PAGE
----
Mithali Raj and Mona Meshram shared a second-wicket stand of 136.
Womens World Cup

Raj-Meshram seal India's ICC Women's World Cup qualification

Match Report

Second-wicket stand of 136 ensures comfortable nine-wicket win over Bangladesh Women

Mithali Raj's attractive unbeaten 73 helped India beat Bangladesh in a Super Six game of the ICC Women’s World Cup Qualifier 2017 at the Nondescripts Cricket Club on humid Friday (February 17). In the process, India booked a berth in the ICC Women's World Cup in England in June.

After Bangladesh was restricted to 155 for 8, Raj had an unbroken second-wicket partnership of 136 runs with Mona Meshram (78 not out) that took India to 158 for 1 in 33.3 overs.

The conditions were suited for batting, and the world’s second-highest run-getter was not going to miss out on a chance to add another asterisk to her statistics. Raj’s strengths – placement, timing and footwork – were in ample evidence as she toyed with the Bangladesh bowlers. She didn't look like getting out, and the confidence rubbed off on Meshram, who made her second consecutive half-century.

When Raj took guard, India were 22 for 1 from 8.3 overs, with Deepti Sharma falling after a 22-ball 1. India’s inability to rotate the strike in the first part of its innings has been its biggest area of concern, but as had been the case in previous matches, batting suddenly looked easy when Raj started executing her drives and cuts properly. Between collecting easy singles, the duo hit 22 fours between them to leave Bangladesh with no option but to beat Sri Lanka Women, and surpass its net run-rate, in its last game to keep its World Cup aspirations alive. Fittingly, Raj ended the game with a well-timed six over long-off.

Video cwc19 17 Feb 17
India Women strike with early wicket bowled around legs

As much as the second half of the game was about Raj’s nimble footwork, it was also an equally important outing for Meshram, who strengthened her claim over the second opener's slot. A predominantly bottom-hand player, Meshram, who had failed to find the gaps during her knock against South Africa, showed much improvement.

India, the only unbeaten side in the tournament so far, was expected to beat Bangladesh. But it would be the first to admit that it did not put its best foot forward on the field - missing at least two easy run-outs and one catch, allowing Bangladesh to bat out its full quota of overs after Mansi Joshi, who impressed once again with her raw pace, had reduced it to 14 for 2 in 9.3 overs.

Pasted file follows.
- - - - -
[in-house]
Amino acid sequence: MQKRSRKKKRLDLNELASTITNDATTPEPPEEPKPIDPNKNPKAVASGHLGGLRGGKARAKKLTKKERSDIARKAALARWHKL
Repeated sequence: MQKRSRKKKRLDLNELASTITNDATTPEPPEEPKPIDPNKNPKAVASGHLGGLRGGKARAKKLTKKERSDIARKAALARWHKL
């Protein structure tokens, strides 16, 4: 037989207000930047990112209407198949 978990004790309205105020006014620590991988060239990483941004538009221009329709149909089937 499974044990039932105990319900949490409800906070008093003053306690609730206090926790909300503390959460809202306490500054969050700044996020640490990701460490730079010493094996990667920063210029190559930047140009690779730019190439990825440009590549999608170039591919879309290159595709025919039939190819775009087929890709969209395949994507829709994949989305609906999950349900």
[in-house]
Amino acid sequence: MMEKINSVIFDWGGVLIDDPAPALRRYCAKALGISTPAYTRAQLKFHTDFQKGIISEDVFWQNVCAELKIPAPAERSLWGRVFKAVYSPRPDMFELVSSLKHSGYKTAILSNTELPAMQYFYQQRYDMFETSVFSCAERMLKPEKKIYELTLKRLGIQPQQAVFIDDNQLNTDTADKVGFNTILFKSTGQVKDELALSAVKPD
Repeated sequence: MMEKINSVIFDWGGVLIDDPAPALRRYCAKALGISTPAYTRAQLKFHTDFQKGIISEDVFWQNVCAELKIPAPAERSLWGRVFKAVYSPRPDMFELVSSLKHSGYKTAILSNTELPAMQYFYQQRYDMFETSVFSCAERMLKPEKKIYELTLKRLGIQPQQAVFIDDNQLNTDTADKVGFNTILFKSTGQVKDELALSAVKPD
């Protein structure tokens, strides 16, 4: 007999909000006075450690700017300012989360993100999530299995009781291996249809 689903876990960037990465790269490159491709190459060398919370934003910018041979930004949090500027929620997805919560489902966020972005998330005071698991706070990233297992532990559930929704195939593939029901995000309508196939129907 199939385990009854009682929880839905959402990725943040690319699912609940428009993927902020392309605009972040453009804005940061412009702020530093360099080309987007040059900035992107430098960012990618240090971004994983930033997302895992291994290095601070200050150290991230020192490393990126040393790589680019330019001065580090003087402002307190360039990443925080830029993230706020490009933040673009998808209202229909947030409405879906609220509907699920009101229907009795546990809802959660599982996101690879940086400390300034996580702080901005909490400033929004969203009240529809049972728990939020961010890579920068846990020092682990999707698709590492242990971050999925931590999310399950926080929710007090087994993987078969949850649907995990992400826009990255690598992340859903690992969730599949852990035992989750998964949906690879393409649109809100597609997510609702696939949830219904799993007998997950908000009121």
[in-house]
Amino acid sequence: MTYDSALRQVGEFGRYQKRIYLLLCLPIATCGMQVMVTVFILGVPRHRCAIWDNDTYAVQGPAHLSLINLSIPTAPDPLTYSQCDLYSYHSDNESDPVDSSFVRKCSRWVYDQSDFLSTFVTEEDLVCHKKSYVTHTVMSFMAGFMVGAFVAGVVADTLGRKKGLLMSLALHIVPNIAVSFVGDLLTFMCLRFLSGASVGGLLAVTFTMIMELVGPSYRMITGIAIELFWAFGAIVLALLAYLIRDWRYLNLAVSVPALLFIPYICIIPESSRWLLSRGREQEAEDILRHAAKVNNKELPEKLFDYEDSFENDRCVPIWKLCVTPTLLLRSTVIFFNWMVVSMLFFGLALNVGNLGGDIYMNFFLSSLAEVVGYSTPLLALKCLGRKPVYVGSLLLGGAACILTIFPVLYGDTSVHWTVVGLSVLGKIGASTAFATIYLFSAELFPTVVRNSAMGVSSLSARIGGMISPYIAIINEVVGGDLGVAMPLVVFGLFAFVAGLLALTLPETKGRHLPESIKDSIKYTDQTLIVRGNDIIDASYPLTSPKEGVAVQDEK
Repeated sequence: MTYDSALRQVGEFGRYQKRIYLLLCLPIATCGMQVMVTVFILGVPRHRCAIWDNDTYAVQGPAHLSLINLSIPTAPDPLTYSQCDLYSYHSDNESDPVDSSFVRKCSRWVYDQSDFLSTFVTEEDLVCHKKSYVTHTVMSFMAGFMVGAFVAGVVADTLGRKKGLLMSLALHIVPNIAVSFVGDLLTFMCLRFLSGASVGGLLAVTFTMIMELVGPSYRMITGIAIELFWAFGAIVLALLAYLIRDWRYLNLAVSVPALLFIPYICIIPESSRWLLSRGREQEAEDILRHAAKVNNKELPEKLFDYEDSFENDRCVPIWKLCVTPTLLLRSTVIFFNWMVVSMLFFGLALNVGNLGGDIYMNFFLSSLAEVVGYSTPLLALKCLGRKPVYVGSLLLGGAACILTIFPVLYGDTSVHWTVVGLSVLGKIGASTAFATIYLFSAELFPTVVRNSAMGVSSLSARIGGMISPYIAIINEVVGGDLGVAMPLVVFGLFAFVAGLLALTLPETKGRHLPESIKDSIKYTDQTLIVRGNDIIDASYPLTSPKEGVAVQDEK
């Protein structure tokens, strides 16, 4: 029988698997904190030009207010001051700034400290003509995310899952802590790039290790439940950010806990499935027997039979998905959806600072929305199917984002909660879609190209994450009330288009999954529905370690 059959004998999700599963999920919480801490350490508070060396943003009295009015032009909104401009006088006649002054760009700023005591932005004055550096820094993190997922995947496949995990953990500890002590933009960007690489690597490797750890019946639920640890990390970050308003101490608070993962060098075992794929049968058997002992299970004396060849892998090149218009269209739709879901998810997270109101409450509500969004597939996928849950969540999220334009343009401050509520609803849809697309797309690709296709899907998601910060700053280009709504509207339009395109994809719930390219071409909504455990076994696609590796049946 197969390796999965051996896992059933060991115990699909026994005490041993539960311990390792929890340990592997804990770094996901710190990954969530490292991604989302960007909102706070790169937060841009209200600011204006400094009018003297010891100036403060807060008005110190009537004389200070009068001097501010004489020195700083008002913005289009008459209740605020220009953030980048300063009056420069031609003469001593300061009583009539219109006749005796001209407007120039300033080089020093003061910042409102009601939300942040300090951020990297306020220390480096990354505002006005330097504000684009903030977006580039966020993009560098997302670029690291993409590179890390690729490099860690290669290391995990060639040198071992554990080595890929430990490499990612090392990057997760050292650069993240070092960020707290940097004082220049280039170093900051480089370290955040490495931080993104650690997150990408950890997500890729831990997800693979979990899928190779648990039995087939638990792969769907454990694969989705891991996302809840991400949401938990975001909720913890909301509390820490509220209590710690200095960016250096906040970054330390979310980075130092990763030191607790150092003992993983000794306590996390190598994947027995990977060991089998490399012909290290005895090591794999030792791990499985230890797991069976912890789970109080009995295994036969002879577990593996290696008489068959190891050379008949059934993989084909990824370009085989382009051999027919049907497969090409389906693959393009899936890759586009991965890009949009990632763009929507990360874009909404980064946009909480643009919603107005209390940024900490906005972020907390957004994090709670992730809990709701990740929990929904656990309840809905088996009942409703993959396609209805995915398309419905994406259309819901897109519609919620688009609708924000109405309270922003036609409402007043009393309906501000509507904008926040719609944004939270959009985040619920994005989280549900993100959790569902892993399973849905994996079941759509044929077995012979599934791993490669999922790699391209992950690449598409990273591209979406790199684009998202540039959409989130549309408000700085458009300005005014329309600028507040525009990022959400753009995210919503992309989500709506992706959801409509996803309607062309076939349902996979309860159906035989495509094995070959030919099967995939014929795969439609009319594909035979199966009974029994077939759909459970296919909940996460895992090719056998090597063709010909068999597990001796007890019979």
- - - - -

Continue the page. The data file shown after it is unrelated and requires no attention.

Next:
The second-wicket pair of Sharmin Akther and Fargana Hoque, though, easily negated the spinners. Rajeshwari Gayakwad, leading the spin department in the absence of Ekta Bisht, who was rested, leaked easy runs as Akther and Hoque used variants of the sweep shot to good effect.

Akther should have been run out off the first ball of the 19th over, but Sushma Verma, instead of breaking the wicket with the ball in her hand, attempted a throw that missed the stumps by a distance. Akther got another life off the fifth ball of the 22nd over when Raj dived to make a great stop at cover, but could not produce an accurate throw to the striker's end even as the batters were stranded mid-pitch.

Bangladesh was restricted to 155 for 8 in 50 overs.
Bangladesh was restricted to 155 for 8 in 50 overs.

Akther, however, could not use her chances. She stepped out to play Devika Vaidya, the legspinner, against the turn but missed the ball and was stumped. India pulled things back clinically after that.

It was really up to Hoque to put a big total on the board, having reached her fifty with a four over midwicket against Joshi. But she played the very next ball across the line to give Gayakwad a catch at midwicket.

India’s fielding woes continued. Soni Yadav, substituting for Raj, dropped a sitter at mid-off in the 45th over to give Salma Khatun a life. Lack of experience meant Bangladesh never capitalised on India’s weakness, as Vaidya picked up her second wicket off the last ball of the innings.  

Bangladesh knew it had to get Raj early to make a contest of it. Its failure to do so meant India romped home easily.

India takes on Pakistan in their final Super Six game on February 19 at the P Sara Oval.

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